Tackling a school system `in crisis'. Task for N.Y.C. school chief is to help the disadvantaged
Richard R. Green, new chancellor of the New York City public schools, will head the nation's largest school district at a time when confidence in the system is low. With more than 936,000 students, the New York City public schools are a far cry from the less than 39,000 students Dr. Green presided over in Minneapolis, where he has been superintendent of schools since 1980. A nationally recognized innovator, Green is charged with turning around a system that is seen by some as suffering from incoherent management.
Individually, New York City schools range from some of the best in the country to some of the poorest. As a whole, like most large urban school districts in the United States, they have a high dropout rate, dilapidated school buildings, and a looming teacher shortage.
``This is a school system that can properly be characterized as in crisis, and which is not working for youngsters in many areas,'' says Robin Willner, staff director of the Education Priorities Panel, a watchdog group. She calls Green's new post the most challenging job in education in the country.
Green's choice comes after a very visible, political search for a new chancellor, and an even longer debate over the effectiveness of the city's Board of Education, which runs the city's schools. The search was marked by demands from various groups that the new chancellor be black - which Green is - and that persons from inside the New York system be given priority. Green has not worked in the New York school system.
The new chancellor will face many issues, but one of the most profound, says David Jones, general director of the Community Service Society, is how to reach the child who has the toughest time and is falling behind in the system. That child is often poor, living in substandard housing, going to the worst schools, living in a community with high unemployment and high crime.
Frank Macchiarola, who was the chancellor from 1978 to 1983, agrees that the schools could be doing a better job for the poor. He says good education is going on within the New York City schools, but that there needs to be more accountability within the system.
The challenge is to create for the poor child the kind of opportunity that waves of immigrants have had in the past, he says. Today New York schools have a large number of foreign-born students, and many of their families have been in poverty for generations.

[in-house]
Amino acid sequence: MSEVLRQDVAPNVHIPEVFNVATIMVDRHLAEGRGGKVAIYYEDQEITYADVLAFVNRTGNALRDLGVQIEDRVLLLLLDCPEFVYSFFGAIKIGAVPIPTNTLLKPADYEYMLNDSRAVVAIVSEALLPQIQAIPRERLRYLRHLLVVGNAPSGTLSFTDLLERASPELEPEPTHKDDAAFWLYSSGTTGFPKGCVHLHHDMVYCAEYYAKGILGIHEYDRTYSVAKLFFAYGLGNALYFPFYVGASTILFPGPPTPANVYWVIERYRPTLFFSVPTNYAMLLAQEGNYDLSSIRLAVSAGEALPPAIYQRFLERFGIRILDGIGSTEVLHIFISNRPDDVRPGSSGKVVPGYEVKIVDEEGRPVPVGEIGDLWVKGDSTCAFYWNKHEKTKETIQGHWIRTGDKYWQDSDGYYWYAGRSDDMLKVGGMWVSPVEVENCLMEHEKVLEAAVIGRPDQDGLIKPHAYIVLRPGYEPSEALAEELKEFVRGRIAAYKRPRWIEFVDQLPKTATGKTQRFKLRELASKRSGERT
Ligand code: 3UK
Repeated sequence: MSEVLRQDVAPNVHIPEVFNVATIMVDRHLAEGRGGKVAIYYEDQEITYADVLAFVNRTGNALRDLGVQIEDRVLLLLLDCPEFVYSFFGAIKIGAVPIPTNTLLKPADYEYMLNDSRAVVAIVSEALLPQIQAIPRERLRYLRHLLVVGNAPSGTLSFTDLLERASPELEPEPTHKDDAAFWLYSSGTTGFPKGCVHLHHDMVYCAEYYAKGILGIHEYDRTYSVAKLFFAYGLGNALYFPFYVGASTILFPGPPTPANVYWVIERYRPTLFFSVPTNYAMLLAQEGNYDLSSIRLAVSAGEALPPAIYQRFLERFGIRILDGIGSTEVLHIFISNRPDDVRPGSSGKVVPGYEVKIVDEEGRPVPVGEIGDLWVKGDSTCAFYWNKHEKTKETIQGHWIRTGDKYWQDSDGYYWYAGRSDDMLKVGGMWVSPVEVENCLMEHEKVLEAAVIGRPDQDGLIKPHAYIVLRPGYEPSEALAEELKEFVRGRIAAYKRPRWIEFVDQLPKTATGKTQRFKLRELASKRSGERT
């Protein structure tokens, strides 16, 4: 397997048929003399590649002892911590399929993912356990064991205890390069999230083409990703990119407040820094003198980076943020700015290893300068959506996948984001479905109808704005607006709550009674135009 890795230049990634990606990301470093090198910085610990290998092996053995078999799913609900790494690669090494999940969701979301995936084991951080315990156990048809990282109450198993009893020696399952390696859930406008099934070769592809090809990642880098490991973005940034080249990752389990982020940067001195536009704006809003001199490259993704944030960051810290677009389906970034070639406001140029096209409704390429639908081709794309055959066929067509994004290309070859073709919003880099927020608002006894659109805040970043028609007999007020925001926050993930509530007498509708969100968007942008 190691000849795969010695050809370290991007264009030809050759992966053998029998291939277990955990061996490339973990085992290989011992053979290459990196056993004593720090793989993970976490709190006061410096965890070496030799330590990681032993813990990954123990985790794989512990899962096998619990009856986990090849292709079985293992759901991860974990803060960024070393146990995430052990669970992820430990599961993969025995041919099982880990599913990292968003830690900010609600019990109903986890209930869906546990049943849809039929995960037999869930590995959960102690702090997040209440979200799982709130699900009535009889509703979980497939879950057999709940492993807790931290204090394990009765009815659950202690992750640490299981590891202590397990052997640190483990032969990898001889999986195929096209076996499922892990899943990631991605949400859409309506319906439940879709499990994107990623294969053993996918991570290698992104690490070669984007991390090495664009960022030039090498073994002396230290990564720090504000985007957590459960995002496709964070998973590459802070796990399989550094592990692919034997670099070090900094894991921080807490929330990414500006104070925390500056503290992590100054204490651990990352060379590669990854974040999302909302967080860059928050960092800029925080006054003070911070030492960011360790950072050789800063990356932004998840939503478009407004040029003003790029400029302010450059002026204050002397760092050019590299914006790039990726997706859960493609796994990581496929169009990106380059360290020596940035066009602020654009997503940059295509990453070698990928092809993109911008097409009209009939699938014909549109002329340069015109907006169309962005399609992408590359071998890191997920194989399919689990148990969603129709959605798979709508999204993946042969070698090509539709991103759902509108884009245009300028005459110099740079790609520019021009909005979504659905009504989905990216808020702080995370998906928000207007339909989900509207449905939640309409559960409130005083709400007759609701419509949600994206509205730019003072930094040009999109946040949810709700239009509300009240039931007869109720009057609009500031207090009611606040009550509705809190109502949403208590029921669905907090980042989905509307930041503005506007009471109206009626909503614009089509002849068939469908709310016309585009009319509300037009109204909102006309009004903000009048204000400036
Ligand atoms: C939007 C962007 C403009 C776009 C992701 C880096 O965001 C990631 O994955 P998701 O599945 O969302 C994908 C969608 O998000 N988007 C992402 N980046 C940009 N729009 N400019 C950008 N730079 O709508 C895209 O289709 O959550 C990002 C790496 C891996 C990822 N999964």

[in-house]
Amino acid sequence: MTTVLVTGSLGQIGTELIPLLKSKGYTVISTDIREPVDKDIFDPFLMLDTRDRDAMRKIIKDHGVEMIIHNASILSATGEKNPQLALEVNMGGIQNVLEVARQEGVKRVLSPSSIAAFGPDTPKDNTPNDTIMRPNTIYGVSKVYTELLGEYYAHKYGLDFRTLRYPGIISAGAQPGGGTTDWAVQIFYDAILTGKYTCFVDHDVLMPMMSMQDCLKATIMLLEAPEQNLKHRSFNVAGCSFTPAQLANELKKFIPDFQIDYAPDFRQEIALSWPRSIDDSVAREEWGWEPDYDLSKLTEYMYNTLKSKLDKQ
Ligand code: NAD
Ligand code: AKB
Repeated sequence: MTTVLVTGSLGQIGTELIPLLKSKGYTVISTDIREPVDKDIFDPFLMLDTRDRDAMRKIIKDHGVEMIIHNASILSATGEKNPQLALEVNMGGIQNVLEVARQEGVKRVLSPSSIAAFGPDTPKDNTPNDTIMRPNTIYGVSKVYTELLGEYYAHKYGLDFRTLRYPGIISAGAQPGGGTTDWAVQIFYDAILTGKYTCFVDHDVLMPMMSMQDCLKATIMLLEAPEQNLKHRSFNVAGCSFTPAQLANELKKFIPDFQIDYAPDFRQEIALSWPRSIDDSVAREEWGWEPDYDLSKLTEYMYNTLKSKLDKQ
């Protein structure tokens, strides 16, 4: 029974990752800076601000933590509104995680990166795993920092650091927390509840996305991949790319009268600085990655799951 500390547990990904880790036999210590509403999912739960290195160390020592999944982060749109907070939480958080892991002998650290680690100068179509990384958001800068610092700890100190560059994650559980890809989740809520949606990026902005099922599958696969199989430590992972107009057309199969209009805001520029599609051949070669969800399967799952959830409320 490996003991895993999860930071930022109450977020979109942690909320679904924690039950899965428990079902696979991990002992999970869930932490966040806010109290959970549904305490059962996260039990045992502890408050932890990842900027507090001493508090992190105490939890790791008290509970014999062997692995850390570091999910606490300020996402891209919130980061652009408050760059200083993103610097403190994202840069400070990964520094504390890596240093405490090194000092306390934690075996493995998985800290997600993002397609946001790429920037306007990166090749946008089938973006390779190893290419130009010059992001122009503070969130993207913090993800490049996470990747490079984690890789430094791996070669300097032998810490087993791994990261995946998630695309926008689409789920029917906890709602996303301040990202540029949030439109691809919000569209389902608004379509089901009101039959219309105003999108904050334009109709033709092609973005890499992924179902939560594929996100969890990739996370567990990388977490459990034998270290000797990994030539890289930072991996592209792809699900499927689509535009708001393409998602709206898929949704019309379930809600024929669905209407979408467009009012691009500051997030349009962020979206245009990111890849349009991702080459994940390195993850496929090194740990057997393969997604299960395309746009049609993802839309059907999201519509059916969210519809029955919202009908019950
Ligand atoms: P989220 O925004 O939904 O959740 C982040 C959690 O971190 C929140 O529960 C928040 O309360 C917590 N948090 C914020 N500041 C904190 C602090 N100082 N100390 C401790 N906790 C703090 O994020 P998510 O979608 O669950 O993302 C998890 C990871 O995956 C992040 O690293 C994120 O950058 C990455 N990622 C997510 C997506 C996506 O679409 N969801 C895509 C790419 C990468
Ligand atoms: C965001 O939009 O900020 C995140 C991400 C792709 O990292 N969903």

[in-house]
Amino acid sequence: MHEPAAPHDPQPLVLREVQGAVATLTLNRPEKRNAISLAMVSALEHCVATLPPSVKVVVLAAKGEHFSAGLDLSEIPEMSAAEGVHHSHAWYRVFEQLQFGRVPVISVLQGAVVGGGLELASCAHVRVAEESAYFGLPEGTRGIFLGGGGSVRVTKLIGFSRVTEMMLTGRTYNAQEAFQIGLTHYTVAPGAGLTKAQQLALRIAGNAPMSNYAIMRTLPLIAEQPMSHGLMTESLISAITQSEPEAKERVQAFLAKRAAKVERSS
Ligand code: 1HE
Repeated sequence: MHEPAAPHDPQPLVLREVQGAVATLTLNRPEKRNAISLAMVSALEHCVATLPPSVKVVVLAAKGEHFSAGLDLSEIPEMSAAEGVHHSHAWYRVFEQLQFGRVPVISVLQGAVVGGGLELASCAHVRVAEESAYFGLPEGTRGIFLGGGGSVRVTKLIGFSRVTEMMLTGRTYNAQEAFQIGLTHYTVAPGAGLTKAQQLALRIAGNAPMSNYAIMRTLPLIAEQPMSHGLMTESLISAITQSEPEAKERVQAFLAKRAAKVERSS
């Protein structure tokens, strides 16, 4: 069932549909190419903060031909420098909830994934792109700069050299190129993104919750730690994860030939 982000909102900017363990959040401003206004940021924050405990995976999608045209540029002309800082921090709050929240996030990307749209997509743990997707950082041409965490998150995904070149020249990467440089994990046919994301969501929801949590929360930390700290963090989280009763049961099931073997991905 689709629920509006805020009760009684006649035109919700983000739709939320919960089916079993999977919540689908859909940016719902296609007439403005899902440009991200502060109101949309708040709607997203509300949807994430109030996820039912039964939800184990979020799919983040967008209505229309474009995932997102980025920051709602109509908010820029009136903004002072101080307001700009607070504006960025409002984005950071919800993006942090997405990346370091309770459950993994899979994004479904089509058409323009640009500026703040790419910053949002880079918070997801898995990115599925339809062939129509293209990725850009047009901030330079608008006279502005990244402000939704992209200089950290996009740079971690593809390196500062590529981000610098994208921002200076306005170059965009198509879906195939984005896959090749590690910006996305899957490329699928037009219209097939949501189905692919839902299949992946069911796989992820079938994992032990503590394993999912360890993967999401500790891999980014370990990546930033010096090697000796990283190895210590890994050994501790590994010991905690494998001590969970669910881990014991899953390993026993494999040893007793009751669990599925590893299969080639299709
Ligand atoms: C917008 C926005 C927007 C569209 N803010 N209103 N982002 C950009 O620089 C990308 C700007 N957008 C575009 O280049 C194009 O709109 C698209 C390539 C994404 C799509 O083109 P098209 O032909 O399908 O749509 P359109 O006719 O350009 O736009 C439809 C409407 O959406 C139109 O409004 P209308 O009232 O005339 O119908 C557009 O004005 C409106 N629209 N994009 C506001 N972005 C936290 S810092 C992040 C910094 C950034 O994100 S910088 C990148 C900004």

Mr. Macchiarola, who has praise for Green, warns that the city should not retreat from an agenda of reform in the city schools simply because a new chancellor has been selected.
Ms. Willner says the atmosphere for change is fairly good right now. She points to interest on the part of both Mayor Edward Koch and Governor Mario Cuomo in making education a priority.
The private sector, through efforts of groups such as the New York City Partnership, is talking about linking the quality of the work force with the quality of education today's children receive. Minorities are insisting that education and the future of children in the city is key to their agenda. And the unions, which still wield much power, are talking about a range of issues - such as school-site management - that they would not have addressed 10 years ago, she says.
Michael Timpane, president of the Teachers College of Columbia University, says the intensely public search shows how much the city yearns for a better system, and how important education is to the life of the city.
``Dr. Green can really bring the city schools into a new era of reform,'' says Dr. Timpane.
He points out three things that characterize the New York schools.
First, their size. Dr. Green will be dealing with 104,000 staff members, which is more than two times the number of both staff and students he had in Minnesota.
Second, says Timpane, there is phenomenal diversity in the city schools - and both great hope and tremendous problems.
Third, the developments of the last 15 years have left high levels of distrust and cynicism concerning New York City public schools, on the part of faculty, parents, the public, and students, says Timpane.
Willner, of the Education Priorities Panel, says the new chancellor needs to look at the instruction the schools are offering.
``Students are not acquiring basic skills, let alone the broader education,'' she says.
Green also needs to look critically at the high schools. Dropout rates are disputed, but Willner estimates that two-thirds of the students who enter high school do not graduate in four years. Not all of these drop out, but it shows that the traditional notion of high school is not working for New York students.